Marketing professor earns national honor
March 3, 2011 -- In 2002, Bruce Robertson prepared to teach his first semester of Marketing 431, Principles of Marketing, an introductory survey course of nearly 400 students that had previously been taught at the movie theatre at Stonestown Galleria.
But two weeks before the semester began Robertson received some bad news: the theatre wasn't available and there wasn't a room on campus big enough to accommodate the class. With help from Academic Technology, Robertson improvised and created a hybrid class that allowed students to attend in person, watch a live stream online or view recorded lectures saved in an online archive.
Since he started teaching the course a decade ago, it has grown to nearly 1,500 students per semester and the format has been replicated at several universities across the country. For his work, Robertson was recently named the Outstanding Marketing Teacher by the Academy of Marketing Science, an international scholarly professional organization.
In the class, Robertson gives 13 small quizzes throughout the course of the semester that ensure students interact with the material, and then schedules a comprehensive, in-person final exam that students take in a computer lab 30 at a time. Robertson has authored papers on the class, showing that student learning and satisfaction is similar to those in smaller section classes.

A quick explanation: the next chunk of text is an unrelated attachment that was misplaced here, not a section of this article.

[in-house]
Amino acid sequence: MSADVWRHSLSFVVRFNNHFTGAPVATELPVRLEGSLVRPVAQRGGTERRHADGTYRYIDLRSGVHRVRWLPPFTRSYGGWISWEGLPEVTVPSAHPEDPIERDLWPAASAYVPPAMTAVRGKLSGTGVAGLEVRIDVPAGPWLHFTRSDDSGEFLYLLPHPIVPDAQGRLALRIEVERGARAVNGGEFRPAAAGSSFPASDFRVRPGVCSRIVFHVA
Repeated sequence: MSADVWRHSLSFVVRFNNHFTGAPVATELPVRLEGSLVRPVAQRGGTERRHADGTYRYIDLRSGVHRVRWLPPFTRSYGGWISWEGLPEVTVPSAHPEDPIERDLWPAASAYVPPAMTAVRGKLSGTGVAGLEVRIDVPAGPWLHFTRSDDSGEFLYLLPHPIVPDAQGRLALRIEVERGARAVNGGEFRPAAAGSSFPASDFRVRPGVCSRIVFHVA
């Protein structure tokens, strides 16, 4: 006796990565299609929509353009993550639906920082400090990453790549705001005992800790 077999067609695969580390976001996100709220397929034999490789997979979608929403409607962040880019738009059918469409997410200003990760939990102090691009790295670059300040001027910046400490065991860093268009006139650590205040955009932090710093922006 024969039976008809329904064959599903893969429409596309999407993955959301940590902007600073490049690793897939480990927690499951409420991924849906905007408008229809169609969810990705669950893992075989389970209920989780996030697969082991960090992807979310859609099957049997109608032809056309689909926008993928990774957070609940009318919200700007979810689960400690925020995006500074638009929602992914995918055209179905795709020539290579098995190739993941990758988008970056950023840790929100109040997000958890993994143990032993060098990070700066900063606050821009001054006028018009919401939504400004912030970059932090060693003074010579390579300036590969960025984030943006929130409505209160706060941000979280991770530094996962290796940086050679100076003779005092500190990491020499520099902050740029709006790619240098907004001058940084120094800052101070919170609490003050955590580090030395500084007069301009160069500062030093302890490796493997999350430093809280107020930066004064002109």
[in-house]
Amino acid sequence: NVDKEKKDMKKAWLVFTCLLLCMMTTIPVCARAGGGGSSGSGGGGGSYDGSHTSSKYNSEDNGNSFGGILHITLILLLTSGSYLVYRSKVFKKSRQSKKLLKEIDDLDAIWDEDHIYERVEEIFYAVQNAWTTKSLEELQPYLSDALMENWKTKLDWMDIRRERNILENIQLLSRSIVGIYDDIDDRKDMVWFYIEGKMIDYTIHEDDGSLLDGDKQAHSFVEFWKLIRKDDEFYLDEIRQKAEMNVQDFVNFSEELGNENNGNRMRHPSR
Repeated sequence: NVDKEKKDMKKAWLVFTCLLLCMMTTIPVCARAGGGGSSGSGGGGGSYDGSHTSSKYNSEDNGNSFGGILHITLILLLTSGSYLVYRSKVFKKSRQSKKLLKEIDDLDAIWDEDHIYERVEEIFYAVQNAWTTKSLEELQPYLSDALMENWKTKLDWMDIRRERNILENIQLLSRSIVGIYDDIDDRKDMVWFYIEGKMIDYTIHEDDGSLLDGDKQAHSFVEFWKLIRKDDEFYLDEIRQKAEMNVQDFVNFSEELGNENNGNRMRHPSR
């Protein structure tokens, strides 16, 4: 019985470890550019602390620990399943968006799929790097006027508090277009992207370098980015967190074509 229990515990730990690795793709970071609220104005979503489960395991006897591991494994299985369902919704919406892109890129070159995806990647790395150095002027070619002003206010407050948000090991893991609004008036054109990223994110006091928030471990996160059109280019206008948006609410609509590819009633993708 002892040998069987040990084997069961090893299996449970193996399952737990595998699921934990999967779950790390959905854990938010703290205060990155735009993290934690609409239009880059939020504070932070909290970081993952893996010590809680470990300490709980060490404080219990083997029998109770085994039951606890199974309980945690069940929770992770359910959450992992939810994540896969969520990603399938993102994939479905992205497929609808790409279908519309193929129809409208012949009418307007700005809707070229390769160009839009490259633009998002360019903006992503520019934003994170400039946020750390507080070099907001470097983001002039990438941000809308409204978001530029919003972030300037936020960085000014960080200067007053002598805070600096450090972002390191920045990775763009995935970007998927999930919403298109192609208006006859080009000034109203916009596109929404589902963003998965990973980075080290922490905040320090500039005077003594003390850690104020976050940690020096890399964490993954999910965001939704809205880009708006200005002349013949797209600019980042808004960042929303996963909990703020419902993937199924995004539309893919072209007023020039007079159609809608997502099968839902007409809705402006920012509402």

"We teach the theory as efficiently as possible and in an effective way," Robertson said. "That frees up resources in our department so in our upper division classes we can have smaller class sizes."
Robertson, a former touring musician, has taken strides to keep the class engaging. He drew on his experience running financial planning seminars to help make the class relevant for students from a variety of majors, focusing one unit on job-finding skills, for example.
As the class has grown, Academic Technology has helped scale the technology that makes the class possible. Robertson estimates that he's taught nearly 18,700 students in Marketing 431 since he started teaching the course nearly a decade ago.
"It's breadth, not depth," he said. "I like this award because what it validates is that we're giving students quality in our breadth. It keeps growing and growing because there is unlimited space. I don't think there would be a graduating senior who would be hurt by understanding the principles of marketing."